They are all are in agreement that this is best for them. Grandma is waiting. He’s the breadwinner. She’ll have the baby and then get back to work as soon as she can.

    I see nothing wrong with this except that they miss many of the joys of watching and taking a constructive part in rearing their child. Well, not until they are themselves grandparents, anyways, when maybe they will rear their grandchild.

    For a Westerner, it does bring up something that has always interested me. In Asia, adult children see no difference between their own and their parents values and so hand off their child without a thought. I, OTOH, want my values, not my Mom’s values, and my child rearing style for my own children.

    So, to each his/her own!

  • Caseyorourke

    Right now neither Ying or I are considering children, but in our case age in the factor for both of us. But, if we were to find ourselves in the family way, I would raise my children the same way I was, with love, discipline, definate limits on behavior, but still instill the independence to decide what they want to do and not what I think they should do.

    • Caseyorourke

      Of course I should also note that Ying’s brothers and sisters raised their children on their own without being totally dependent on the grandparents. All of her nieces and nephews are outstanding kids, all of whom are doing what they want in life and not what others think they should do.

  • Caseyorourke

    Crystal,

    Just out of curiosity, what model(Chinese or western)will you and Eugene follow when you have children of your own?

  • that doesn’t sound like amy chua’s chinese parenting at all!

  • Garylong

    having a baby is one thing but getting married is another thing, I have been in china over 6 years and still can not find the right girl yet, and now I just looking for the one that don’t want me for my money but to love me for me.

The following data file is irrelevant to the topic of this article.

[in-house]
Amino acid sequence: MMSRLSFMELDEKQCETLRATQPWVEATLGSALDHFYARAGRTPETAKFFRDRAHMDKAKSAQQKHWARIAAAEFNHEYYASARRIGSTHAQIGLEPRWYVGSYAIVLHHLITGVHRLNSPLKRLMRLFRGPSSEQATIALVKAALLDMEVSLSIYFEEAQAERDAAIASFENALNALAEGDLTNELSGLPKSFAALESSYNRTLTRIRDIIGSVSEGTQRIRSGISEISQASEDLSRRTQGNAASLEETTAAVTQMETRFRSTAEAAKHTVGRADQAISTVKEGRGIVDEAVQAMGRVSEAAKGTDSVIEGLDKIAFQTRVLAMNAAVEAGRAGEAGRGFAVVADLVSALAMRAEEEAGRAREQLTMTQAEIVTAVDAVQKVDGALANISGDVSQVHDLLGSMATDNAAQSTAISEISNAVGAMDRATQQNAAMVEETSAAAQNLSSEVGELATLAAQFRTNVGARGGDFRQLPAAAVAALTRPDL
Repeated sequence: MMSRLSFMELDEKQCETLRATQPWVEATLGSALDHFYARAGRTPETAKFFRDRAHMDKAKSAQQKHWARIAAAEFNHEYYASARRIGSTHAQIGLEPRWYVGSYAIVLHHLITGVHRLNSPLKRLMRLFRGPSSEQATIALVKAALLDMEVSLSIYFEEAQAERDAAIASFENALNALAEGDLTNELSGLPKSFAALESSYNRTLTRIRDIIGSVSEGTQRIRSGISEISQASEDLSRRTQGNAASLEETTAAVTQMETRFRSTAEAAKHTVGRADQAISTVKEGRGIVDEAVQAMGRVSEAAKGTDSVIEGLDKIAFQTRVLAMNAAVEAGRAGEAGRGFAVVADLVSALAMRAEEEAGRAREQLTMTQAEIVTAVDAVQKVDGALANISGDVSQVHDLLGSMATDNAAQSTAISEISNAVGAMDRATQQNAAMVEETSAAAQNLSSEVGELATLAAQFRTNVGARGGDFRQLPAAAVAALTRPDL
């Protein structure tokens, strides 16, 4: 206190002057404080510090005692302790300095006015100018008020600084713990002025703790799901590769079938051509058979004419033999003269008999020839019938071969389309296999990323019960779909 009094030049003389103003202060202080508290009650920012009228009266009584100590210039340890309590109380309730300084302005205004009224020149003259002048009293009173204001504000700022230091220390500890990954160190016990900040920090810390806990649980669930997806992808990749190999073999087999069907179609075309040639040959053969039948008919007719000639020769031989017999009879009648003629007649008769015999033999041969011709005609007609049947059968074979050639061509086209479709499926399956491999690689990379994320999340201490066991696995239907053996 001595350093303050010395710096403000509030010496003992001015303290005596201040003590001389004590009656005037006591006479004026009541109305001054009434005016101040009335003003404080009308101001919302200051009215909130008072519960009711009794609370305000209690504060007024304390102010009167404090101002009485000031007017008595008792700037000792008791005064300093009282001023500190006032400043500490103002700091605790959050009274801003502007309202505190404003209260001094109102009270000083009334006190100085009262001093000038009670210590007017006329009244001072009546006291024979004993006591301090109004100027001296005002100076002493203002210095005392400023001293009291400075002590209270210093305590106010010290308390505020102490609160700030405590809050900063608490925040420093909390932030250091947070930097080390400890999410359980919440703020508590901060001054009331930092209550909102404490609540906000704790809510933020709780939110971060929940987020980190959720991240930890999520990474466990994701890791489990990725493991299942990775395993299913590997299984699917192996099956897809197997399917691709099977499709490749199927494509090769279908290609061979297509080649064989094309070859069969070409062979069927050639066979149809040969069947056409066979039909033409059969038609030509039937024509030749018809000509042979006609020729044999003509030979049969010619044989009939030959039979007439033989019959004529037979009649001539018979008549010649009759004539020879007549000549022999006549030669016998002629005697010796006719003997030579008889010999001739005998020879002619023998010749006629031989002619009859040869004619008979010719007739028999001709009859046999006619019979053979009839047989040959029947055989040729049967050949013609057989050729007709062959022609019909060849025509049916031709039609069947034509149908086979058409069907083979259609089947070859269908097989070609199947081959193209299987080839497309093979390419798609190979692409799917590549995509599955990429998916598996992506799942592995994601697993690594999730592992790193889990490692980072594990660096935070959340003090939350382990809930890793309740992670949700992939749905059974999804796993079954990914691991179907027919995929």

do you know any free web pages to find the girls I have only been on one in china and I am not going to pay to meet girls I have seen men do that before and end up with a lemon any way, why pay to get love when you need to pay a lot more to keep it, I need to save to have a baby when it comes, some one told me if you love a girl in china and get on so well just give her a baby and marry her, I don’t know if that’s true I know a guy that did and they are very happy.

  • I married my Chinese wife after living together for over 4 years in China. Now our first baby will be delivered before the first anniversary of our marriage, but definitely not because of outside pressure in our case :lol:

    What’s the loophole you refer to? I cannot find any, except to deliver the 2nd child in HongKong.

  • Guy

    Being an Asian expat raise in U.S., I still have many difficulties dealing what some of the traditions and customs of mainland Chinese.

    On one hand, marriage and family is central to Chinese culture. But on the other hand, many here are pressured to marry at spit a child out asap. Now, this child has become the burden of the grandparents. I for one doubt many of these post 80 generation will have long lasting marriage. If anything, I would not be surprise to see a 50% or higher divorce rate.

    The so call nuclear family in China is not what it is all
    cracked up to be. Many marry and have children here for the sake of show and tell. It has more to do with social pressure than for love.

Leave a Comment

 

 

 

You can use these HTML tags

<a href="" title=""> <abbr title=""> <acronym title=""> <b> <blockquote cite=""> <cite> <code> <del datetime=""> <em> <i> <q cite=""> <strike> <strong>